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Sat Aug 17, 2013, 08:44 AM

Kerry Was Right, Egypt Was NOT a Coup, Instead it Was a Paid Hit By the Gulf Kingdoms



Follow the money... the Saudis and Emiratis despised the Brotherhood:

Saudi Arabia pledged $5 billion in grants and loans to Egypt's new government on Tuesday, a second major promise of aid from the Gulf after the ouster of the country's Islamist president.

Earlier, the United Arab Emirates pledged $3 billion to the cash-strapped country. Saudi Arabia and the UAE are leading critics of deposed President Mohammed Morsi's Muslim Brotherhood... http://www.huffingtonpost.com/2013/07/09/saudi-arabia-aid-to-egypt_n_3568635.html


The US was never going to support a Brotherhood Gov. over its 'allies' in the region.

The generals in Egypt were paid to destroy the Brotherhood and are doing such a good job, they will probably end up with a Civil War on their hands.

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Reply Kerry Was Right, Egypt Was NOT a Coup, Instead it Was a Paid Hit By the Gulf Kingdoms (Original post)
JCMach1 Aug 2013 OP
hobbit709 Aug 2013 #1
Scootaloo Aug 2013 #2
JCMach1 Aug 2013 #4
Scootaloo Aug 2013 #5
MADem Aug 2013 #3
JCMach1 Aug 2013 #6
MADem Aug 2013 #9
cali Aug 2013 #8
MADem Aug 2013 #10
cali Aug 2013 #13
MADem Aug 2013 #20
cali Aug 2013 #7
dipsydoodle Aug 2013 #11
JCMach1 Aug 2013 #21
malaise Aug 2013 #12
cali Aug 2013 #14
malaise Aug 2013 #15
cali Aug 2013 #17
bemildred Aug 2013 #18
malaise Aug 2013 #19
bemildred Aug 2013 #16

Response to JCMach1 (Original post)

Sat Aug 17, 2013, 08:45 AM

1. As always "Cui bono"

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Response to JCMach1 (Original post)

Sat Aug 17, 2013, 08:47 AM

2. No reason it can't be both

 

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Response to Scootaloo (Reply #2)

Sat Aug 17, 2013, 08:52 AM

4. Added the sarcasm icon...

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Response to JCMach1 (Reply #4)

Sat Aug 17, 2013, 08:54 AM

5. Sorry. My snark circuits are fried on this story.

 

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Response to JCMach1 (Original post)

Sat Aug 17, 2013, 08:50 AM

3. The Brotherhood is a hate group, wrapped in religious fervor.

This is not a secret.

When Mursi was elected, I predicted trouble. I wasn't wrong.

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Response to MADem (Reply #3)

Sat Aug 17, 2013, 09:04 AM

6. more like IRANlite, doesn't matter though as the GCC bullies found them an existential threat...

and they had the money to

'take care of the LITTLE problem'


(well the Sunni version of IRANlite anyway)

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Response to JCMach1 (Reply #6)

Sat Aug 17, 2013, 09:22 AM

9. They really are a hate group, and they have been so for decades.

Ironically, since they hate the Shi'a probably more than they hate the Copts and uppity women who dare to want equal rights from all strata of society, it would be lovely to just lock them in a room with the Persian Guardian Council and their crew, and they could tear each other to shreds.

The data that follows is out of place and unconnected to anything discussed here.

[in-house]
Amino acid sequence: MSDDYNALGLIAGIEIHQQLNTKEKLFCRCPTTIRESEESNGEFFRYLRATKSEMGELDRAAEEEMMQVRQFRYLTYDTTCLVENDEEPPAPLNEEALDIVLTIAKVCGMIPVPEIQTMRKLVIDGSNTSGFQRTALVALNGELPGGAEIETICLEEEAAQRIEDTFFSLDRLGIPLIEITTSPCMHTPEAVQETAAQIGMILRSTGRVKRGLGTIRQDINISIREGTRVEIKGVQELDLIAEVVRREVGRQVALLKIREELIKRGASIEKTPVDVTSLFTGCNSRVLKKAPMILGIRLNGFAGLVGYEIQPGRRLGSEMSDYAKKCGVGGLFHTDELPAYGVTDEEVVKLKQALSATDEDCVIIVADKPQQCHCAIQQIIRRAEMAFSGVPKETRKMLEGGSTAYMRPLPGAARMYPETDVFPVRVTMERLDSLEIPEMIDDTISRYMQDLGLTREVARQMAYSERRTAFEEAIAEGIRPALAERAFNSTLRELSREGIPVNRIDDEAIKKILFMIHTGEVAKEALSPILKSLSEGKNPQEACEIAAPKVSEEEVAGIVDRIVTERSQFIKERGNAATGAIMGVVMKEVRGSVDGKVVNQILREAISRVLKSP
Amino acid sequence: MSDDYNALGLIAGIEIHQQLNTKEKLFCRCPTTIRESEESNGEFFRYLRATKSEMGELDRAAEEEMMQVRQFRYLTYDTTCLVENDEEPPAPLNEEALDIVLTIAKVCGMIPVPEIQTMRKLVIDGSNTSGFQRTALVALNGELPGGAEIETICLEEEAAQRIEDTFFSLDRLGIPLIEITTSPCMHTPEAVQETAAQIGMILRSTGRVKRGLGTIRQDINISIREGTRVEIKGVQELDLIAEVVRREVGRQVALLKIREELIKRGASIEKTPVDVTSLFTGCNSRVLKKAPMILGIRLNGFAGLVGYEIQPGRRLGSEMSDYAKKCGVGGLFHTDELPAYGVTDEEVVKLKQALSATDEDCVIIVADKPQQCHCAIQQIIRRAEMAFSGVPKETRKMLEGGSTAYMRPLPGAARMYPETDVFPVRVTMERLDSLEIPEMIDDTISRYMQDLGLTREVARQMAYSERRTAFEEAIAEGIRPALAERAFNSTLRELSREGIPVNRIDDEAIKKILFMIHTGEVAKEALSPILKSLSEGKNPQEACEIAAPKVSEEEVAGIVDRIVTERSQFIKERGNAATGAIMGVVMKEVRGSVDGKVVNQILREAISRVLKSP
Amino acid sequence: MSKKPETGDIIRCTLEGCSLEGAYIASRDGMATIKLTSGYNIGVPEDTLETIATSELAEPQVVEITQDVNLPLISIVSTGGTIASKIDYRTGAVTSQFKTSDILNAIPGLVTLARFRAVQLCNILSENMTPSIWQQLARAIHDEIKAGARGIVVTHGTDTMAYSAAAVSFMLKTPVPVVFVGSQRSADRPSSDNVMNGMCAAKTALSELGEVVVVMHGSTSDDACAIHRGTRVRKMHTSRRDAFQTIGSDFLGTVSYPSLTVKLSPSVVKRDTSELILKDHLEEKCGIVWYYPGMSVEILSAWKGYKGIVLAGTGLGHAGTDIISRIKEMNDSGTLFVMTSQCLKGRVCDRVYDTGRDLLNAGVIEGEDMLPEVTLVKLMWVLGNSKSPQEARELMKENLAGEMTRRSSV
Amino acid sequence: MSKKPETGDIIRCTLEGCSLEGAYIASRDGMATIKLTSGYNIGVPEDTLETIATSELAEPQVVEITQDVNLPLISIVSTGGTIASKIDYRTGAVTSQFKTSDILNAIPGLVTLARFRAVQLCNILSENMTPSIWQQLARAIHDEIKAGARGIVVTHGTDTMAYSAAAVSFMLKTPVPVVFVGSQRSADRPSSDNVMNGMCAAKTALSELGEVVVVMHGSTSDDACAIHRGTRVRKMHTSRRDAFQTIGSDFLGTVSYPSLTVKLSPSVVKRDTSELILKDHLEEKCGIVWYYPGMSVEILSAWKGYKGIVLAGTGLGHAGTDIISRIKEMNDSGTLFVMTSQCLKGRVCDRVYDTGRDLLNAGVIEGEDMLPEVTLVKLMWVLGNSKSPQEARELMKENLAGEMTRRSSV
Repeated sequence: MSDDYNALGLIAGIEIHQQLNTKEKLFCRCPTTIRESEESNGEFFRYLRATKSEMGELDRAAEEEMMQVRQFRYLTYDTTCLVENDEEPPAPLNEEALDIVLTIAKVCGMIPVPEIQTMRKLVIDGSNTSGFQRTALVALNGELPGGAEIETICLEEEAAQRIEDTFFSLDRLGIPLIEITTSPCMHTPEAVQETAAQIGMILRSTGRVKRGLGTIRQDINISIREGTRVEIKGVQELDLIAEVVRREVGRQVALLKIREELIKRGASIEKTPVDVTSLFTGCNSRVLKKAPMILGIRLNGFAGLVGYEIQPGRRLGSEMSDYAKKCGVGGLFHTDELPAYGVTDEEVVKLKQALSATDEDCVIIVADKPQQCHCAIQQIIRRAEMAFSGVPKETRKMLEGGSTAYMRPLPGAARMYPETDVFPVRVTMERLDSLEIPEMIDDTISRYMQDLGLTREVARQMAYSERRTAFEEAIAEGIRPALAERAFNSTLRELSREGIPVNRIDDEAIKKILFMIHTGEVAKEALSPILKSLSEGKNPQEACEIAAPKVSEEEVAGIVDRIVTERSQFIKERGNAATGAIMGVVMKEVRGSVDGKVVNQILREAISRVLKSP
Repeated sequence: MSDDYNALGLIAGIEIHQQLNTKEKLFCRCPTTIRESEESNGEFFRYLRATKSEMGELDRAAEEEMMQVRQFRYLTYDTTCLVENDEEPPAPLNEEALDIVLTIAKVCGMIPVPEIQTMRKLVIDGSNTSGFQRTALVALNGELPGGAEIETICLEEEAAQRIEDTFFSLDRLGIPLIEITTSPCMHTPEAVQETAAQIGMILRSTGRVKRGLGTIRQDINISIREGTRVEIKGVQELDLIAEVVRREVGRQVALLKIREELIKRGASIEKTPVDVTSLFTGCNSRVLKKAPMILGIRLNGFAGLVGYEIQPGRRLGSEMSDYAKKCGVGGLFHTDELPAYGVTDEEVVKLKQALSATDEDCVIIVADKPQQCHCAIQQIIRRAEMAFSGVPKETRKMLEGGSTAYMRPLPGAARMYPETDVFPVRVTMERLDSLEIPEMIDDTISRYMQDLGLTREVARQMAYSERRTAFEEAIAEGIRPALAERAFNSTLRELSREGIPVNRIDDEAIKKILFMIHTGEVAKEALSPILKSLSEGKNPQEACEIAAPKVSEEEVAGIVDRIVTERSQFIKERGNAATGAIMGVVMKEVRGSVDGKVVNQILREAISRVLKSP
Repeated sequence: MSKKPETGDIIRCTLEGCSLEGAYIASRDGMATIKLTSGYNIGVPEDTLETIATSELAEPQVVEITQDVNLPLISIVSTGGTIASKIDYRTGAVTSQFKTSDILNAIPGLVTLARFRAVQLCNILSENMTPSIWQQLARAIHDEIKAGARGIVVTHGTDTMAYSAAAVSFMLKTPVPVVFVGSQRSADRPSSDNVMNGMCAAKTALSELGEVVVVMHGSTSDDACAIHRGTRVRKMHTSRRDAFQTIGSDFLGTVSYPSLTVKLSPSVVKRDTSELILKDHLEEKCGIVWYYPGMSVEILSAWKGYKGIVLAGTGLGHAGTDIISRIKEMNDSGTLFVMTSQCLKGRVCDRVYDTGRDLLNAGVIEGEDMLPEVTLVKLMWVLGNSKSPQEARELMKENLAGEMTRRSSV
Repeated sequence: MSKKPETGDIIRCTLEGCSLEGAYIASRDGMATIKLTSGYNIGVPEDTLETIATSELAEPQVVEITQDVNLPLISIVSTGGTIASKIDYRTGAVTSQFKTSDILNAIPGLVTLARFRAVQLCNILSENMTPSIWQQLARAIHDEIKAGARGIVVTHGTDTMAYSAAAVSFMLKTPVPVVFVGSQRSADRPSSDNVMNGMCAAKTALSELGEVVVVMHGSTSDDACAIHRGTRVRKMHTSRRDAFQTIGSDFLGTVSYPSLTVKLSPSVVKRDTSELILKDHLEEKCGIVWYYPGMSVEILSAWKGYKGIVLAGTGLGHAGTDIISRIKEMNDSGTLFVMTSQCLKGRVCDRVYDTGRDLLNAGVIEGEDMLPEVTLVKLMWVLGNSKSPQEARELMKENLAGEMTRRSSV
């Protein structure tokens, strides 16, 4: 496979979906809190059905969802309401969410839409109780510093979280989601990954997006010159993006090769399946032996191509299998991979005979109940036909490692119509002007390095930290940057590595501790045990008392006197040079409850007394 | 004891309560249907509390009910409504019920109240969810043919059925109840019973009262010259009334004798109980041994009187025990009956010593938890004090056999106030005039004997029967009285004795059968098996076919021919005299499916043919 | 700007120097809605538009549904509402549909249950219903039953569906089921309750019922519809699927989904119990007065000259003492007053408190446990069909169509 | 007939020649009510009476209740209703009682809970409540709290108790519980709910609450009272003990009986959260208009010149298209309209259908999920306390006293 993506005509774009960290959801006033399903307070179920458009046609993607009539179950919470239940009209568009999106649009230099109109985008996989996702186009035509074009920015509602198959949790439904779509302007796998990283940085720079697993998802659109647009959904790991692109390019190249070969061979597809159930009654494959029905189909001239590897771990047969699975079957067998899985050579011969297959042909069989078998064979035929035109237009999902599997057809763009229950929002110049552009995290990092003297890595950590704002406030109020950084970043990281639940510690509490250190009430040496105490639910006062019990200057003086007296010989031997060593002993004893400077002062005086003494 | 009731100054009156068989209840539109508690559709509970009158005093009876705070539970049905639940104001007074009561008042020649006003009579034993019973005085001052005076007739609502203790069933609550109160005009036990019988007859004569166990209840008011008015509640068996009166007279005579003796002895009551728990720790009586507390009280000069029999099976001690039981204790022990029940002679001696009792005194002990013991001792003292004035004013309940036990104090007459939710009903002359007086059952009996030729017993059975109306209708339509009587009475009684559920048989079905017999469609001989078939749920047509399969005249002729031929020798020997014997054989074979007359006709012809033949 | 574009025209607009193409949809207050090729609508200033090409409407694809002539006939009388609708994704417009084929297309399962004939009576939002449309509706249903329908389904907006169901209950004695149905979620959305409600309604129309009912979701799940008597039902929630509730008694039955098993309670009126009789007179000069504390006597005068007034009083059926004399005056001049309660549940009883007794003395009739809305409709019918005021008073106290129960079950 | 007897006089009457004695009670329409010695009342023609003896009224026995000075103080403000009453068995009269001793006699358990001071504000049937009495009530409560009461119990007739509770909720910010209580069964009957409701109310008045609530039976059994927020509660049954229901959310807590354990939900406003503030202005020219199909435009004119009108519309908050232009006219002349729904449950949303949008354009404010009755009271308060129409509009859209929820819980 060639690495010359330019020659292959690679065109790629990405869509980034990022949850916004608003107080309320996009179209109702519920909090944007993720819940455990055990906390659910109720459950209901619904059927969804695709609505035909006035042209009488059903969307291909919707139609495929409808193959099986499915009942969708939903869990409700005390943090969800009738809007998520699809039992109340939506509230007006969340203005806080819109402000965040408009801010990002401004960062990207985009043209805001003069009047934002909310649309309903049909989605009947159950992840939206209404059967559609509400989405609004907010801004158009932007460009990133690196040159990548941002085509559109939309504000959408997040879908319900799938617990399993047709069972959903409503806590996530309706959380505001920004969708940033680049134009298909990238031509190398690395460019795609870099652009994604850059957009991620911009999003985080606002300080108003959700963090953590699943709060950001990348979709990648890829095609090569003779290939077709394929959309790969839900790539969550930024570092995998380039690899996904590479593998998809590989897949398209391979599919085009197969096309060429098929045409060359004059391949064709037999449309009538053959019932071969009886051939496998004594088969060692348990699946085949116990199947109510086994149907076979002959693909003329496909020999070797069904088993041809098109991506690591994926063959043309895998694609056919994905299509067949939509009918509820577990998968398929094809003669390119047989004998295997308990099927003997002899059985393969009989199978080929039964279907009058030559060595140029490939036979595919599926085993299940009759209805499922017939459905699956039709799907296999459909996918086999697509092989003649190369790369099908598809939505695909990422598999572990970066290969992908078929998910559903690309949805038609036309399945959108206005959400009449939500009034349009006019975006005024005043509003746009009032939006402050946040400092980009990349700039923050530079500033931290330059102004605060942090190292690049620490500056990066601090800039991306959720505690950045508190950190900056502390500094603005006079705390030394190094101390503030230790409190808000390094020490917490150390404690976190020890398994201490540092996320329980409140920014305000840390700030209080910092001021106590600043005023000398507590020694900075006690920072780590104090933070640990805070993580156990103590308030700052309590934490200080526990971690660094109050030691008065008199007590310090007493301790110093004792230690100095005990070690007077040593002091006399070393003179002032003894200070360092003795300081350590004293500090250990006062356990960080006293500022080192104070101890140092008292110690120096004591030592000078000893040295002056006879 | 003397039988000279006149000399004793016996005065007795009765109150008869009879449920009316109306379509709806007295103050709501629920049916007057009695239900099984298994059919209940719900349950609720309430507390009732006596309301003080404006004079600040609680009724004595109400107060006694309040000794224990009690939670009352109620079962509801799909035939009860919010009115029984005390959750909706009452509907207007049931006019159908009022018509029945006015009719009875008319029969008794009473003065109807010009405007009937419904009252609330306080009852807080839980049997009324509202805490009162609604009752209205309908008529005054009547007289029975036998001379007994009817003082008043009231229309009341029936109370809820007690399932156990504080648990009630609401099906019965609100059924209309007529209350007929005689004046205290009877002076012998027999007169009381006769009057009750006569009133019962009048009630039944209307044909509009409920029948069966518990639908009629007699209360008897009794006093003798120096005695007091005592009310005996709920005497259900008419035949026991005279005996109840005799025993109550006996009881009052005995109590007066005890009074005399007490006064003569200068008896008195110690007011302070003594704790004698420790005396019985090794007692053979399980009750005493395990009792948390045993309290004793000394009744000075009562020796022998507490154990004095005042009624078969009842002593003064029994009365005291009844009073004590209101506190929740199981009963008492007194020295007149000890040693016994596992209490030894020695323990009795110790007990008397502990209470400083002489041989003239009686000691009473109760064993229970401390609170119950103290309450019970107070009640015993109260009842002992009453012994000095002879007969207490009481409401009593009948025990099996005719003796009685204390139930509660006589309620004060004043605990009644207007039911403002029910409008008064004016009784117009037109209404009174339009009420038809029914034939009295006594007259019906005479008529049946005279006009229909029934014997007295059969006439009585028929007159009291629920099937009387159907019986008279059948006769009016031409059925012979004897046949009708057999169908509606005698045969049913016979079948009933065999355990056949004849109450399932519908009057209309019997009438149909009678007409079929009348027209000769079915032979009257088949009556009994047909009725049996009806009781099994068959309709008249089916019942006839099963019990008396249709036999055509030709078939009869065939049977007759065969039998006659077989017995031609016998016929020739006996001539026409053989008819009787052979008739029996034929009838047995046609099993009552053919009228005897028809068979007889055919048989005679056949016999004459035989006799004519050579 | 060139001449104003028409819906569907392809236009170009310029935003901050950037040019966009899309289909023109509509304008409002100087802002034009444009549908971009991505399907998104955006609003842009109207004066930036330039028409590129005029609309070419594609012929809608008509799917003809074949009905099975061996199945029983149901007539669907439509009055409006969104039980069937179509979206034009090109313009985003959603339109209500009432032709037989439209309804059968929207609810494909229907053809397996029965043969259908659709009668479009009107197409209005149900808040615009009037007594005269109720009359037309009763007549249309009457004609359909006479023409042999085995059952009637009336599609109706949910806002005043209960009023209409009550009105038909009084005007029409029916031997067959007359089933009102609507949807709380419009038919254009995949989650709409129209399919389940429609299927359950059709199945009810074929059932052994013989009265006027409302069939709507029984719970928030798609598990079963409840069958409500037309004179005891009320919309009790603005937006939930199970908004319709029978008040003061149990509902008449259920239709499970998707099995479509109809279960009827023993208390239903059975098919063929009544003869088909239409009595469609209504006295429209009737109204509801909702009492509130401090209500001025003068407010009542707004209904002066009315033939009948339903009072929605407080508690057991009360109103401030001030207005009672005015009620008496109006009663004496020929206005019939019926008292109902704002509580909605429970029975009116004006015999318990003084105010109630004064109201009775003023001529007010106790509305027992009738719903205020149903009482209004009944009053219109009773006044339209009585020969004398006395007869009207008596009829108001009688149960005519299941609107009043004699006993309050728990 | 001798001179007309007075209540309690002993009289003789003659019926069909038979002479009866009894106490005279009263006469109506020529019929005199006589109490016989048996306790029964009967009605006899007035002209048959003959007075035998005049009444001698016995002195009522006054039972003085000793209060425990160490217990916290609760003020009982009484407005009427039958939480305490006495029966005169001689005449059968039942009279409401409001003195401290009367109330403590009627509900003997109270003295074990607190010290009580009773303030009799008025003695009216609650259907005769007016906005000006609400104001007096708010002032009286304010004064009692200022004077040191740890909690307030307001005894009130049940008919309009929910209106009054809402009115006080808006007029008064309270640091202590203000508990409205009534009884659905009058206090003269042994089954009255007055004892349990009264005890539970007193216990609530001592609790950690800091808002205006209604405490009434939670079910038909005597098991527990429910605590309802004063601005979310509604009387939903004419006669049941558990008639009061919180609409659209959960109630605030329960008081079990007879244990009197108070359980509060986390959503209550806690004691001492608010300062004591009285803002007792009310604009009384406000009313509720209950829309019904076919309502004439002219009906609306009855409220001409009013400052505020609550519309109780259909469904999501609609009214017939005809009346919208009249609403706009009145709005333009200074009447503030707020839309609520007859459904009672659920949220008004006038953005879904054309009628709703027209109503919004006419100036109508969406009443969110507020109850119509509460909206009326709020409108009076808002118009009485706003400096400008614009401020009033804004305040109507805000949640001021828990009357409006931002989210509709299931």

They do have something in common with the Persians, though--they play the "bread and circuses" game with the very, very poor, who are on the edge of desperation, some of them, and since social services are lacking, the downtrodden pledge allegiance to ensure their survival. The most loyal and fervent acolytes move up in the organization and recruit others to it. It's like the Salvation Army giving people food in exchange for attendance at a prayer service--but on steroids. Hizb'allah did this in a big way in Lebanon, as well, and of course, the ulema did this from the git-go with the baseej in Iran.

When the ideologues in Iran and Egypt, who wield influence that exceeds their actual numerical strength, step to the side, the conversations become sane, rational and productive.

The Brethren in Egypt and ulema in Iran foment more than their share of hatred and violence--they need to sit down and shut up, because they aren't helping and their ideas are unwelcome to anyone save bitter, frightened, angry and threatened people who have the same "I got mine, you don't deserve yours" attitude that the Tea Partiers display.

Of course, if wishes were horses, beggars would ride. This ain't gonna happen on my say-so, that's for sure! The Brethren aren't going to be convinced by words--they've had a taste of power, and they want more, even though the people don't want them.

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Response to MADem (Reply #3)

Sat Aug 17, 2013, 09:16 AM

8. That's simplistic- at best

 

I predicted mass slaughter by the vile Al-Sissi and the military. That's worse. I was right.

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Response to cali (Reply #8)